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Chiwenga to tackle Mnangagwa


Chiwenga down but not out —VP allies



ALLIES of Vice-President Constantino Chiwenga, who was brought to his knees by President Emmerson Mnangagwa — literally and metaphorically — at the crucial Zanu PF congress last weekend, say the former military commander is down but not out.


 It is a strategic retreat after losing some ground in processes culminating in congress, they argue. Chiwenga’s allies and independent sources say the vice-president retreated on his mission to seize party structures and control at the congress after some reversals in internal district and provincial elections to re-strategise and fight back.

 In separate briefings with The NewsHawks, various sources said Mnangagwa used congress to consolidate and retain power, but Chiwenga still has several options to turn the tables, including: The general elections, impeachment and a palace coup.

A well-placed source said: “After losing ground during congress, the VP (Chiwenga) has several options to recover. One of them is bhora musango [internal sabotage]. Chiwenga and his allies in the party can and will sabotage Mnangagwa who is already unpopular as aptly shown by the 2018 general elections. Chiwenga will do a Mujuru on Mnangagwa [the late former army commander Solomon Mujuru in 2008 sabotaged ex-president Robert Mugabe who died in 2019] through bhora musango.

 “There is also an impeachment option which Mnangagwa feared in 2018, and said so publicly. If Chiwenga’s faction wins a majority in Parliament in the 2023 general elections, they can impeach Mnangagwa.

“Chiwenga can also leverage the military to stage a palace coup, that is a situation in which Mnangagwa gets removed from power by people who have worked with him. The military can be used — without resorting to a hard coup like they did in 2017 — to pressure leadership for internal change.”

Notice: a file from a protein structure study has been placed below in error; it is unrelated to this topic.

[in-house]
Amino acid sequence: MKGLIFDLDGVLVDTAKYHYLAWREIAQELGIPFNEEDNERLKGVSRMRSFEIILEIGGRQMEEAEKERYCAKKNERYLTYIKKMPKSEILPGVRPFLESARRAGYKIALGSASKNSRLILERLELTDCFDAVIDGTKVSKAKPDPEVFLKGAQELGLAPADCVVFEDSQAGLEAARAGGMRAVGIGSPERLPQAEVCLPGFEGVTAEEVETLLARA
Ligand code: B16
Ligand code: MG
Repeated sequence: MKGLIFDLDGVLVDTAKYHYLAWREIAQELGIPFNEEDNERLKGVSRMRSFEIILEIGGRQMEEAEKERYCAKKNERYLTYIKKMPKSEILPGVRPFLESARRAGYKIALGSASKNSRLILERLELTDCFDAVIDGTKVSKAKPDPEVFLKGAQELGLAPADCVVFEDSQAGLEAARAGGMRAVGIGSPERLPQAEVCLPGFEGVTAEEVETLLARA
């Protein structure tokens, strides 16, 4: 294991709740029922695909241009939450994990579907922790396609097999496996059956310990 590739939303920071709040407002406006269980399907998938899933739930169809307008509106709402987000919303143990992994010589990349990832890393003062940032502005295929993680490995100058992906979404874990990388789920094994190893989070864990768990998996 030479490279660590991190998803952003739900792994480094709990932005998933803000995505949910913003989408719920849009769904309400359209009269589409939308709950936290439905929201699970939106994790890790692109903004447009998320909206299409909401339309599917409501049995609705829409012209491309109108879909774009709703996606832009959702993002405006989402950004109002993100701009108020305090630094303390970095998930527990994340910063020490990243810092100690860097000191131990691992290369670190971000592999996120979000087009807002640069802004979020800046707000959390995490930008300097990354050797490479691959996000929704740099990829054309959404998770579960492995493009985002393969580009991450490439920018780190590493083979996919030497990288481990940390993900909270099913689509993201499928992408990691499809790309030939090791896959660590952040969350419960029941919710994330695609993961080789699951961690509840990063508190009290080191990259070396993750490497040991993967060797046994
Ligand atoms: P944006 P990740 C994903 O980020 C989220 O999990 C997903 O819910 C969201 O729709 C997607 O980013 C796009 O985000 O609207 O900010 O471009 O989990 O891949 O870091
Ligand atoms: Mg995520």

A Chiwenga ally said given the role of the military, which the former commander still largely controls, in the elections, the vice-president is still a major factor in Zanu PF and national politics.

“Mnangagwa might have won at congress, but Chiwenga still remains important and influential in the party and national politics, especially in the upcoming general elections. So to say that Mnangagwa has completely overwhelmed Chiwenga and to imply he no longer needs him is incorrect, particularly given the role of the military in elections. We need to look into this issue more profoundly and objectively before concluding that Chiwenga was crushed at congress. He may be down, but certainly not out. In fact, his role in the party and national affairs won’t change much. In any case, congress did not change internal Zanu PF politics; the same leadership was retained, meaning that nothing much would be different. It’s too early to write off Chiwenga in this long haul political power struggle for the party leadership in the post-Mugabe era.”

After a brutal political battle following the 2017 military coup which propelled Mnangagwa to power, characterised by plotting, internal strife, purges, poisoning and a grenade attack amid dead bodies, Chiwenga was subdued at congress.

 His surrender — at least for now — was symbolised by his kneeling before Mnangagwa before the 4 000 delegates. Delegates, foreign fraternal party representatives, diplomats, observers and journalists witnessed the kowtowing spectacle. Those who spoke to The NewsHawks found the kneeling symbolic of defeat.